I recently saw the trailer for Woody Allen’s new movie Blue Jasmine starring Cate Blanchett. There was an exterior shot of a cafe on the block I live on in the Mission neighborhood of San Francisco. I pass that cafe almost everyday and I never considered it to be so dramatic until I saw it in the trailer. I was reminded how vibrant the Mission is, and so I decided to take a walk around the neighborhood to visit some great art spots.
The Mission is a cool place — home to a dense Mexican community that is quickly becoming consumed by white affluent hipsters. Lots of homeless people in puffy down jackets slowly push shopping carts on Mission Street past tipsy Marina bros wearing aviators and the latest salmon-colored shorts. “Artisanal” is in the name of the game in this area, with highly priced food, home, and decor products in shops along Valencia Street.
The booming tech scene has spawned the tech renaissance populated by well-educated and well-paid 20 and 30-somethings that have injected the city with so much money that San Francisco has become one of the most expensive places to live in the United States. Private commuter bus lines for employees of companies like Apple, Facebook, and Google weave through the Mission, attracting very competitive rental fees on new and old luxury apartments.
Sprinkled throughout this urban grid are several art venues. From private galleries to non-profit spaces, the Mission is an eclectic mix as diverse as its inhabitants. The tech folk have yet to share and indulge their economic prosperity with the artistic community of the Mission, but eventually some kind of connection will be made. Until then, these art venues continue to produce and shape an active voice in the shape of San Francisco’s cultural identity albeit in the shadow of technology’s spotlight.
Just two blocks from the cafe in Blue Jasmine is the artist-run space Root Division. Several of my classmates from grad school have had or currently have studio space there. From the website: “Root Division is a visual arts non-profit that connects creativity and community through a dynamic ecosystem of arts education, exhibitions, & studios”. The space constantly holds calls for submissions and proposals for future shows and delivers a wide range of educational programming. My favorite is their annual juried exhibition titled Introductions. I’m a sucker for healthy art competition and the debut of emerging artists!
During my visit, I got a chance to check out the group show Electronic Pacific Satellite curated by Justin Charles Hoover. Digital and time-based media fill the space, but I’m still a fan of a standout like Gabby Miller’s Logistics from Sea to Land (For Giang and Nam) (2012). A large section of a steel shipping container is painted blue on one side and leans against a wall. Miller quotes a text from Marc Levin’s “The Box: How the Shipping Container Made the World Smaller and the World Economy Bigger” that traces the shipping connection between the US and Vietnam. I giggle when I relate the shipping container to the enormous private tech busses passing through the Mission.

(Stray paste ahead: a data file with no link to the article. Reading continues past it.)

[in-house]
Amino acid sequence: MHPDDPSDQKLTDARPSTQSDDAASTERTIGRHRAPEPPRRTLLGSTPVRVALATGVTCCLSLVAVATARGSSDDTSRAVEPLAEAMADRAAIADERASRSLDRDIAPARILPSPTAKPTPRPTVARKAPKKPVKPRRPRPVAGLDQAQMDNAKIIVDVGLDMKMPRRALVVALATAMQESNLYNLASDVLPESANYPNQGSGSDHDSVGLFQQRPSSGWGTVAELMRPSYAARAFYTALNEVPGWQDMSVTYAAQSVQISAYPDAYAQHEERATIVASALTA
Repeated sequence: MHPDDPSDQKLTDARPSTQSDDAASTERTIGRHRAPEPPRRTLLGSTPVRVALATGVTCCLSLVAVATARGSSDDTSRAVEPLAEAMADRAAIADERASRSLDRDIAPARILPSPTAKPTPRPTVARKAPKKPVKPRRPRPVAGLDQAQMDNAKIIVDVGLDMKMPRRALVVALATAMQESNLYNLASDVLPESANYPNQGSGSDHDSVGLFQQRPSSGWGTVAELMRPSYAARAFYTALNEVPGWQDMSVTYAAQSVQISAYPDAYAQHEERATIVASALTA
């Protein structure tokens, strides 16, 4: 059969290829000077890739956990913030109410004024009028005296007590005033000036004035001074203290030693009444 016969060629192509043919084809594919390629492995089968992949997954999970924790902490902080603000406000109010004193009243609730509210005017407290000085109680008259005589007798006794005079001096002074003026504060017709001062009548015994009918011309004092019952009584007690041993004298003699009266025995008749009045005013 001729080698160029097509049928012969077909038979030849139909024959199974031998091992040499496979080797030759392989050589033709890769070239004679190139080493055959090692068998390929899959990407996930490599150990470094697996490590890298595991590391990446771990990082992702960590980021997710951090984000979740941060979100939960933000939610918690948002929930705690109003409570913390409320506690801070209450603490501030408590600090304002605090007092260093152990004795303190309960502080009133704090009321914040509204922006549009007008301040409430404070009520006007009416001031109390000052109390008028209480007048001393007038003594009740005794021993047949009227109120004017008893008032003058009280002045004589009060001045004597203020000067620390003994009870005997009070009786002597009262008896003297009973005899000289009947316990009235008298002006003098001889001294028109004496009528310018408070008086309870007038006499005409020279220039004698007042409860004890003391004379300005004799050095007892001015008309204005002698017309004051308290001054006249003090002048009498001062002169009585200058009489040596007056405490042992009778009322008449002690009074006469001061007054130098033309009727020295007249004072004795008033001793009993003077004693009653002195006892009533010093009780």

Some blocks away, I see Southern Exposure. From the website: “Our good friends THE THING will be in residence at Southern Exposure for the month of August before transitioning into their new Tenderloin storefront this fall. Six years ago, THE THING launched their first issue at SoEx; it’s only fitting that they return for the completion of their 20th, conceived by Tauba Auerbach. A wrapping party for the 20th issue will be hosted by SoEx on August 15″. The last time I was at SoEx, I participated in a wrapping party for the 19th issue by David Shrigley. This space is all about collaboration and sharing with passionate artists throughout the city.
I keep walking and I see Kadist, but its doors were closed this day. From the website: “Kadist Art Foundation encourages the contribution of the arts to society, conducting programs primarily with artists represented in its collection to promote their role as cultural agents. Kadist’s collections and productions reflect the global scope of contemporary art, and its programs develop collaborations between Kadist’s local contexts (Paris, San Francisco) and artists, curators and art institutions worldwide”. One night a couple years ago, Tony Labat invited several artists to share YouTube videos in this space. We all gathered around a projection screen and watched a variety of odd, funny, weird, informative, and emotional videos. The evening became the contemporary equivalent of an ancient scene of storytelling around a blazing fire.
After passing a yoga studio or two, I finally end my wandering on a block with two private galleries: Steven Wolf Fine Arts and Guerrero Gallery. I have an affinity for Steven’s gallery because I exhibited in the space last year. The first gallery room hosts Richard Kamler’s Twelve Food Trays on Ikea Shelves (1999 — Present). The gunmetal-colored objects display the last food item requests from death row prisoners. It’s quiet in the room, and spooky and grey and I know in the other room there is a working sculpture of an electric chair by Philip Zimmerman, so I get a little uncomfortable and I quietly back out of the gallery and cross the street.